Tess Neal Collection
Tess Neal is an Assistant Professor of Psychology in the ASU New College of Interdisciplinary Arts and Sciences and is a founding faculty member of the Program on Law and Behavioral Science. Dr. Neal has published one edited book and more than two dozen peer-reviewed publications in such journals as PLOS ONE; Psychology, Public Policy, and Law; and Criminal Justice and Behavior.
Neal is the recipient of the 2016 Saleem Shah Award for Early Career Excellence in Psychology and Law, co-awarded by the American Psychology-Law Society and the American Academy of Forensic Psychology. She was named a 2016 "Rising Star" by the Association for Psychological Science, a designation that recognizes outstanding psychological scientists in the earliest stages of their research career post-PhD "whose innovative work has already advanced the field and signals great potential for their continued contributions." She directs the ASU Clinical and Legal Judgment Lab.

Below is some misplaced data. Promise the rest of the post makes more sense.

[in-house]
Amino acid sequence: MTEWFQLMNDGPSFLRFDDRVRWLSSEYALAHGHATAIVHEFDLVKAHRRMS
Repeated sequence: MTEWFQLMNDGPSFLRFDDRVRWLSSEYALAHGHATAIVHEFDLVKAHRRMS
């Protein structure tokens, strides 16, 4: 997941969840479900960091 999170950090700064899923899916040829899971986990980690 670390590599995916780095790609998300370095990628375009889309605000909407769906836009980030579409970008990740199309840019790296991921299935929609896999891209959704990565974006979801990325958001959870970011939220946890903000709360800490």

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Prompted by the involvement of psychologists in torturous interrogations at Guantanamo and Abu Ghraib, the American Psychological Association (APA) revised its Ethics Code Standard 1.02 to prohibit psychologists from engaging in activities that would “justify or defend violating human rights.” The revision to Standard 1.02 followed APA policy statements condemning torture and prohibiting psychologists’ involvement in such activities that constitute a violation of human rights (APA, 2010). Cogent questions have subsequently been raised about the involvement of psychologists in other activities that could arguably lead to human rights violations, even if the activity in question is legal. While this language ...
- Brodsky, Stanley L., Neal, Tess M.S., Jones, Michelle A.
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